My grandmother also taught us how to make the knephla in just boiling salted water, drain well and fry in a little bit of butter with potatoes and bread crumbs. Yummy! There are some old Germans who will put a white flour gravy over the fried knephla/potato mix.
post #8 of 48
Quote:
Originally Posted by mollyandbobsmom View Post

knephla is just a dough made from flour, water and salt. using a kitchen shears, snip small "buttons" into boiling broth. they will float when done. My broth usually is a chicken broth. I put potatoes, pieces of chicken or ham or sausage (whatever I have on hand), onion, celery, carrots, etc into broth. If I have a can of cream of chicken soup I will add that as well to make it extra creamy.

My grandmother also taught us how to make the knephla in just boiling salted water, drain well and fry in a little bit of butter with potatoes and bread crumbs. Yummy! There are some old Germans who will put a white flour gravy over the fried knephla/potato mix.

YUMMMMM!!!!!!!!!!!!! That sounds really good!
post #9 of 48
Ok, I think I could do it. Here's my list:

eggs\t1
jam\t2.5
peanut butter 3
margarine 0.5
rice 1.5
carrots 2
ww pasta 2.5
tomato sauce 2
4 canned tomatoes 2
2 canned corn 1
milk 2
potatoes 3
cheese 2

I'd make:
waffles
pancakes
puffy pancakes
PBJ with homemade bread
spanish rice and homemade tortillas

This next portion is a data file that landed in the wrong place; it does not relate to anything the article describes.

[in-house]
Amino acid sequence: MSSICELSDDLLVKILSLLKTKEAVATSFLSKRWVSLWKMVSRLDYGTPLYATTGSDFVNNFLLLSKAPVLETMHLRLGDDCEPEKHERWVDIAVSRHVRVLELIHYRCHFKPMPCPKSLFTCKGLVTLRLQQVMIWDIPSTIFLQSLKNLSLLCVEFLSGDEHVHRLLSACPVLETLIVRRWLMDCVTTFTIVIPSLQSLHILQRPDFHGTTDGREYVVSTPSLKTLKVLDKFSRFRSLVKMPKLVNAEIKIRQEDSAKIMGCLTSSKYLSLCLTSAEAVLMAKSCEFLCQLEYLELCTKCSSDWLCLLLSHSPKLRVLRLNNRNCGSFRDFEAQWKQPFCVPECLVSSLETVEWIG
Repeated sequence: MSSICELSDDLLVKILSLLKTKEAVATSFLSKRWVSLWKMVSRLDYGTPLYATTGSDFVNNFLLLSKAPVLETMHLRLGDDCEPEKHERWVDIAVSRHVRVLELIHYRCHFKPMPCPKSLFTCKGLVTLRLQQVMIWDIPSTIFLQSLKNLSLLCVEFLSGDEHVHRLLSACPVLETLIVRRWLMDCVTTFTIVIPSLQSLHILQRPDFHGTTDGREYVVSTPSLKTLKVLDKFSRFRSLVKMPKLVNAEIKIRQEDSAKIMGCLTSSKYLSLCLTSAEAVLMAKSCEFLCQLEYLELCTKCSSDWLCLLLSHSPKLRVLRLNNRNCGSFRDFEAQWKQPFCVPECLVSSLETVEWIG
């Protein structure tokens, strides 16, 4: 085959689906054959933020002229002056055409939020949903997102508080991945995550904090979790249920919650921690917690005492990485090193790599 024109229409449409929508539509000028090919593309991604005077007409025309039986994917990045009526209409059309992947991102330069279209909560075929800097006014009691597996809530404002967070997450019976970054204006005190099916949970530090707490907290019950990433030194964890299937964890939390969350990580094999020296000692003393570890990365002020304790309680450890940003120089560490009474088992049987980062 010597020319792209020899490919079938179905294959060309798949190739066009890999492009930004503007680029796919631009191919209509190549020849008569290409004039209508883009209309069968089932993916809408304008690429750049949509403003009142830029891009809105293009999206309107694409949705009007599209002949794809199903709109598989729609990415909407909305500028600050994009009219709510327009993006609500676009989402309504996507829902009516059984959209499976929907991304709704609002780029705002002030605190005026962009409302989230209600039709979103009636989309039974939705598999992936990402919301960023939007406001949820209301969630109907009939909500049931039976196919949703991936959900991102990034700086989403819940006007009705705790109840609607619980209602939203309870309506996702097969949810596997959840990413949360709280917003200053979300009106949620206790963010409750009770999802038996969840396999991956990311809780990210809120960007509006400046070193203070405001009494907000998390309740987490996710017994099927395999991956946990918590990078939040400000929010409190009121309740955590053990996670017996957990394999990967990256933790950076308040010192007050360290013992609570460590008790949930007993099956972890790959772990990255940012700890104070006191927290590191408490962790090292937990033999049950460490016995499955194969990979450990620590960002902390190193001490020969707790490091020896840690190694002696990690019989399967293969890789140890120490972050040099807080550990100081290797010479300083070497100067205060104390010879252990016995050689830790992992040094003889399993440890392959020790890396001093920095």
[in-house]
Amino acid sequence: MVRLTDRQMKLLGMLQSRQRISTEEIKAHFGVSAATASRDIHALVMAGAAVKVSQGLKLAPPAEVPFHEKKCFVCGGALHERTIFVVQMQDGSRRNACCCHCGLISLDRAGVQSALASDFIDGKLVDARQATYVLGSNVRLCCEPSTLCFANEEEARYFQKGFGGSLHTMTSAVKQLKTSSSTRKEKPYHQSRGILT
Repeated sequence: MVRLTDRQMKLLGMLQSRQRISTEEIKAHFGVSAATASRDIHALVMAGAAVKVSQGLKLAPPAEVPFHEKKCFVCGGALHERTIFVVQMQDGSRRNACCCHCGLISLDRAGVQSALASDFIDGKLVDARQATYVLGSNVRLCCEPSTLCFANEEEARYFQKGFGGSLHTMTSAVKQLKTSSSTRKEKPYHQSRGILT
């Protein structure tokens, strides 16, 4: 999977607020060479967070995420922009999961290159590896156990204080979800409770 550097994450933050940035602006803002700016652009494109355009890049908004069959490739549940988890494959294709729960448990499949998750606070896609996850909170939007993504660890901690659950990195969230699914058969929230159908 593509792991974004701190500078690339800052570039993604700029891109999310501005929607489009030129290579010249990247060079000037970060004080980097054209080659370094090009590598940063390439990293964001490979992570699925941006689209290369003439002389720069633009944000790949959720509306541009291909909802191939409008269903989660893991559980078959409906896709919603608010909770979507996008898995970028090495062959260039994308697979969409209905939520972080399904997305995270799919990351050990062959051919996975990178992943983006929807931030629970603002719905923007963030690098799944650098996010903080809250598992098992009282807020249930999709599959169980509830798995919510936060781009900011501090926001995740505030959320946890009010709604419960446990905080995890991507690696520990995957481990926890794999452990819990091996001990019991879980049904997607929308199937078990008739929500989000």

veggie pasta with grated carrots
baked potatoes with cheese (could make salsa with the tomatoes as well to go on it)
fried potatoes with cheese
egg fried rice

Not very healthy, but we'd survive.
post #10 of 48
Thread Starter 
Quote:
Originally Posted by mollyandbobsmom View Post

knephla is just a dough made from flour, water and salt. using a kitchen shears, snip small "buttons" into boiling broth. they will float when done. My broth usually is a chicken broth. I put potatoes, pieces of chicken or ham or sausage (whatever I have on hand), onion, celery, carrots, etc into broth. If I have a can of cream of chicken soup I will add that as well to make it extra creamy.

My grandmother also taught us how to make the knephla in just boiling salted water, drain well and fry in a little bit of butter with potatoes and bread crumbs. Yummy! There are some old Germans who will put a white flour gravy over the fried knephla/potato mix.

This sounds so good! Thanks for sharing!
New Posts  All Forums:Forum Nav:
  Return Home
  Back to Forum: Spending Less and Saving More
Mommysavers › Forums › Frugal/Simple Living › Spending Less and Saving More › Question: The $25 Grocery List - Could You Do It?